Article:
all() Method In Python Programming

All() Method In Python

Python comes with many interesting pre-defined methods. One of them is the all() method in Python. This method is widely used to check whether all the elements of an iterable Python object are truthy. So let us learn more about the all() method and also take a look at how we can incorporate in our code.

The Working of all() Method in Python

Theoretically, the all() method in Python checks whether all the elements of a Python iterable object like lists, dictionaries, arrays, etc. are truthy or not. It returns True if all of the elements are iterable( or the object is empty) and False if at least one of them is not.

Did you notice that we use the term “Truthy” and not “True”? This is because both the terms have different meanings.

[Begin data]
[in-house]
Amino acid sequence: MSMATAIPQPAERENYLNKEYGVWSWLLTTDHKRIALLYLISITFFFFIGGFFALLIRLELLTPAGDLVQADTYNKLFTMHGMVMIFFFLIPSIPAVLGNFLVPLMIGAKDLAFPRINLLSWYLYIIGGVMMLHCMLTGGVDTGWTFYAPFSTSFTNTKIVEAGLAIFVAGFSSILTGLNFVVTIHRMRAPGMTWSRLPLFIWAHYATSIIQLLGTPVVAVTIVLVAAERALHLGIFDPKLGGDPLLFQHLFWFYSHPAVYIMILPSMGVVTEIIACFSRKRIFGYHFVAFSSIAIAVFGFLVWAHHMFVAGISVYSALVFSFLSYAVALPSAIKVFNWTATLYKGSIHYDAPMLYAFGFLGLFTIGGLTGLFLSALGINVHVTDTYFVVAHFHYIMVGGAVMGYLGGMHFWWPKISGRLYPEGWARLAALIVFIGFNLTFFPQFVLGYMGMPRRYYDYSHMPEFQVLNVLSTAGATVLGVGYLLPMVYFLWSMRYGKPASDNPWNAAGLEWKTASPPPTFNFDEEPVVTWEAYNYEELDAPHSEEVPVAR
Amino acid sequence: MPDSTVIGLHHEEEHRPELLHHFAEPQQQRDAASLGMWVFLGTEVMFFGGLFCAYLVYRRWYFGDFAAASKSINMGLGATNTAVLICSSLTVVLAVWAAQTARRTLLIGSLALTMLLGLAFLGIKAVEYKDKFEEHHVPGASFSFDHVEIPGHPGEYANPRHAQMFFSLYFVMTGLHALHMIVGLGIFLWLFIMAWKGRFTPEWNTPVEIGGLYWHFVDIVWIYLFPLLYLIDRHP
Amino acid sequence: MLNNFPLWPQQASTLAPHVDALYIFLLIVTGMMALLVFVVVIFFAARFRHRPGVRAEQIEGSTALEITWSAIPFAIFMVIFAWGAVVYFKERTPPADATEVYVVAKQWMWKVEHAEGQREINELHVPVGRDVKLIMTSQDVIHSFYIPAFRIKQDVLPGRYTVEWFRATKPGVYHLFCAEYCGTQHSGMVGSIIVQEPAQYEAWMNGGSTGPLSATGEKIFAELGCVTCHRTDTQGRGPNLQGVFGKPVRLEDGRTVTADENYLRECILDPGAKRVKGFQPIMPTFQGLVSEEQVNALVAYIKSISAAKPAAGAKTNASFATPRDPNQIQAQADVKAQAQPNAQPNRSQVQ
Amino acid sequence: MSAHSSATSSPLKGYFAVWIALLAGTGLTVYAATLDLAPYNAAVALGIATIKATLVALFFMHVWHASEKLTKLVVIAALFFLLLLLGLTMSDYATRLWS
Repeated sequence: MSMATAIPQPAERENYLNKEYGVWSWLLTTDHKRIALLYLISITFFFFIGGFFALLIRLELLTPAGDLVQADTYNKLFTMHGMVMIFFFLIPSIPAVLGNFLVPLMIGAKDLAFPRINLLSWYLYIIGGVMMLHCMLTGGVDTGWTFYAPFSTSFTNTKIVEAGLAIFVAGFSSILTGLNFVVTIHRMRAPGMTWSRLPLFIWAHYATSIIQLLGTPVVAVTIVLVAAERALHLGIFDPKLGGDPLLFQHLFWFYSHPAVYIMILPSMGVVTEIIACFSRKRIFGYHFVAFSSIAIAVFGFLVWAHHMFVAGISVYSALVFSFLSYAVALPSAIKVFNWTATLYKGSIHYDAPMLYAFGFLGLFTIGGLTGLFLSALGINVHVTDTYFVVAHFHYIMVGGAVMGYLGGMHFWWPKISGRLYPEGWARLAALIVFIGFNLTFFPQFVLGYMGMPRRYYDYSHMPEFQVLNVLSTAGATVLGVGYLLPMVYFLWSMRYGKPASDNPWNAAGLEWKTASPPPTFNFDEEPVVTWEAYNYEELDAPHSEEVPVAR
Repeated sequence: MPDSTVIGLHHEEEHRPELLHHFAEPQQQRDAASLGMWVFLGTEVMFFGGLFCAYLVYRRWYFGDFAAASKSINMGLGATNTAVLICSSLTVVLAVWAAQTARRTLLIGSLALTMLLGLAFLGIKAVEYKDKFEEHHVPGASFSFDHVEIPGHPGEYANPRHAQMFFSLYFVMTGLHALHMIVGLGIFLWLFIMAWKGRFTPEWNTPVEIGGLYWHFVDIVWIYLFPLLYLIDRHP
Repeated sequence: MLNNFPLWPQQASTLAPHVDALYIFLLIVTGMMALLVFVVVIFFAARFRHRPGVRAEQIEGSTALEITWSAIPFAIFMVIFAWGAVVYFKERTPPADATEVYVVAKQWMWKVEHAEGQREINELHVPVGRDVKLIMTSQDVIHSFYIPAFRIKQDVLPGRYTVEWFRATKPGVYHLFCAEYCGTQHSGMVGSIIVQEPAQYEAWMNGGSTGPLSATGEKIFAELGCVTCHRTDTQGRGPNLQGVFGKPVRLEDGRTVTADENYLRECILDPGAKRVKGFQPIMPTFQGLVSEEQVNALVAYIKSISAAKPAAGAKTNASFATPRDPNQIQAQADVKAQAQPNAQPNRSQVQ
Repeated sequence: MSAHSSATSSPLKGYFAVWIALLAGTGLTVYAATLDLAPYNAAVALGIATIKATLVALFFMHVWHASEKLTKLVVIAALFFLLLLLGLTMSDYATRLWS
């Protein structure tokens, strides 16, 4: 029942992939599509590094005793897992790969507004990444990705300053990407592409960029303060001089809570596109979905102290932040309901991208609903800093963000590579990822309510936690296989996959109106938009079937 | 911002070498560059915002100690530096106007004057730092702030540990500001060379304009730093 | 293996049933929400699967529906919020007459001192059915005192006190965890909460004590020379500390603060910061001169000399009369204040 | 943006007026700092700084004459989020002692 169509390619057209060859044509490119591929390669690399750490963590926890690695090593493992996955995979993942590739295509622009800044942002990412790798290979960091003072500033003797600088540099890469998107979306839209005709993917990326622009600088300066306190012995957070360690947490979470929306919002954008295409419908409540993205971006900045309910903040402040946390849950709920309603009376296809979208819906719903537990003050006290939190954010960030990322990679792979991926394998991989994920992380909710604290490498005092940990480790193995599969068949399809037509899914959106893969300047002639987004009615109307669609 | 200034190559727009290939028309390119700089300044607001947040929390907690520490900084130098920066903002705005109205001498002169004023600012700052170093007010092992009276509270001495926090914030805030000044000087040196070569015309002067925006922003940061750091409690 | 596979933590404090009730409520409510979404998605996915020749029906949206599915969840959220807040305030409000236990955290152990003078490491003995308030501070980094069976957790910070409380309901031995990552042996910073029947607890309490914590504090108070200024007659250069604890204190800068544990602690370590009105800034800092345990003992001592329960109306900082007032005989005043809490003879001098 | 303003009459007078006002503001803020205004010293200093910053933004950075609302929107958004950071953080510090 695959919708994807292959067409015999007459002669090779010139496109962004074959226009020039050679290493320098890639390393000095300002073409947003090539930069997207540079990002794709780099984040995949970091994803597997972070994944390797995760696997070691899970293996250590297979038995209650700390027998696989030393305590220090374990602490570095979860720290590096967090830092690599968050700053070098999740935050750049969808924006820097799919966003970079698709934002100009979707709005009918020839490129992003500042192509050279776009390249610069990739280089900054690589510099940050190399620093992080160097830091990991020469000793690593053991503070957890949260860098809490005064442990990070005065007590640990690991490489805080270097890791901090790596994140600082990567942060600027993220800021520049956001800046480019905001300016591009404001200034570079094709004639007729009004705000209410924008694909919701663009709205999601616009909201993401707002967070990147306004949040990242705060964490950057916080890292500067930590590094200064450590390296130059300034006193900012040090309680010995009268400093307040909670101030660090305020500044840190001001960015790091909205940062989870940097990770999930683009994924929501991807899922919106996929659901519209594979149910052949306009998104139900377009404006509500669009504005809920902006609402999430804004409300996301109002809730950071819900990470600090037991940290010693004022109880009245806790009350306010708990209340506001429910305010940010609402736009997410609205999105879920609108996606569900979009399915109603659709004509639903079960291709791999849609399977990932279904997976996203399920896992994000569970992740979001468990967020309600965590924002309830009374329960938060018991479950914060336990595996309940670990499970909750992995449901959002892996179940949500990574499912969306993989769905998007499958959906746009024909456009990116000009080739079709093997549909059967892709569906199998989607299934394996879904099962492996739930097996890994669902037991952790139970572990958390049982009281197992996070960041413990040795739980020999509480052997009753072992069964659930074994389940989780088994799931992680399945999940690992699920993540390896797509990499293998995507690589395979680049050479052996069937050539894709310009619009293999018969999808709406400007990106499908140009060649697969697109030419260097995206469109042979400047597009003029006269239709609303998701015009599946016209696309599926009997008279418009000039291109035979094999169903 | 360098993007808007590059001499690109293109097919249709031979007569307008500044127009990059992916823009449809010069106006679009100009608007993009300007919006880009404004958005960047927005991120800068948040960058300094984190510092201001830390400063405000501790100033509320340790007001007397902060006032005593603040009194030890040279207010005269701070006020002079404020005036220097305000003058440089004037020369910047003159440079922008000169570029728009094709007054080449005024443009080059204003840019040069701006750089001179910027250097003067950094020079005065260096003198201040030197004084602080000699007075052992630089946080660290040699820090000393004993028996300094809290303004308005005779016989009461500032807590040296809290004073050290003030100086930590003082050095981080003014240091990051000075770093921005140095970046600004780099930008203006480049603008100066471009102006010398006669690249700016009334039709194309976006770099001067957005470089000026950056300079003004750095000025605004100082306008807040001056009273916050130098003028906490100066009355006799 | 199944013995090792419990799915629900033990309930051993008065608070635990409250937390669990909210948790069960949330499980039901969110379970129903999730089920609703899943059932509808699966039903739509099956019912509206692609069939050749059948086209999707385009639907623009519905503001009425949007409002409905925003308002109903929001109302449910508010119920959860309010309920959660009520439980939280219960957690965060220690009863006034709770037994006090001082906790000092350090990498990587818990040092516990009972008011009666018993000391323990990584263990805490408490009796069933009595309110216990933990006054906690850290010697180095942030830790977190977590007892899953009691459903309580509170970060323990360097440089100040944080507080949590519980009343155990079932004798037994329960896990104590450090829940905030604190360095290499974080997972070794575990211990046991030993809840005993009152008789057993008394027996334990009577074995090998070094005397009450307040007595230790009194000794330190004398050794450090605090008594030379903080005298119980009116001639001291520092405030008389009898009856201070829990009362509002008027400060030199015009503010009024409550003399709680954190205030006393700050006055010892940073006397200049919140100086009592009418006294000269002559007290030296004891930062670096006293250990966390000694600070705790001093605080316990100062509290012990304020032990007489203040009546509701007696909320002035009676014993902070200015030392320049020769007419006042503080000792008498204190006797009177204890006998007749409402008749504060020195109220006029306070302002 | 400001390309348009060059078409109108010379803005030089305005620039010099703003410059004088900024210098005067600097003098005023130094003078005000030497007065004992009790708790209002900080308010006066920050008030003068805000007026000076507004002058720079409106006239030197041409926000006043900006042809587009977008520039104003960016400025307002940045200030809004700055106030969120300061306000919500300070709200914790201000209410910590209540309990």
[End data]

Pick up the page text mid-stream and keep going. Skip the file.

In Python, all() checks for all the elements if bool(element) is true or not. In that way, we can infer that truthy is actually different than true here.

all() Function Usage And Examples

Now let’s take a look at an example that can illustrate the working of the all() method in Python.

#python all() example
print("all() in Python:")

#Defining different type of variables

#Evaluating the variables with the all() method.

# Testing all() method's evaluation of empty objects
print("Now for empty objects:")


All Output
all() Output
  • For list1, all() returns True as all of its elements are non-falsy,
  • Whereas, for list2 we got False because it contains the number 0 which evaluates to false.
  • For tuple tpl1, also the method returns False since the first element is 0 which evaluates to false.
  • For dictionary1, we get True as the output as none of the keys are 0 or false. For demonstration purposes, we added the “False” string which evaluates to TRUE since the false string is not a boolean FALSE.
  • We get a False for dictionary2 as one of its keys is 0.
  • For any kind of empty iterable object, be it list or dictionary, the all() method returns True.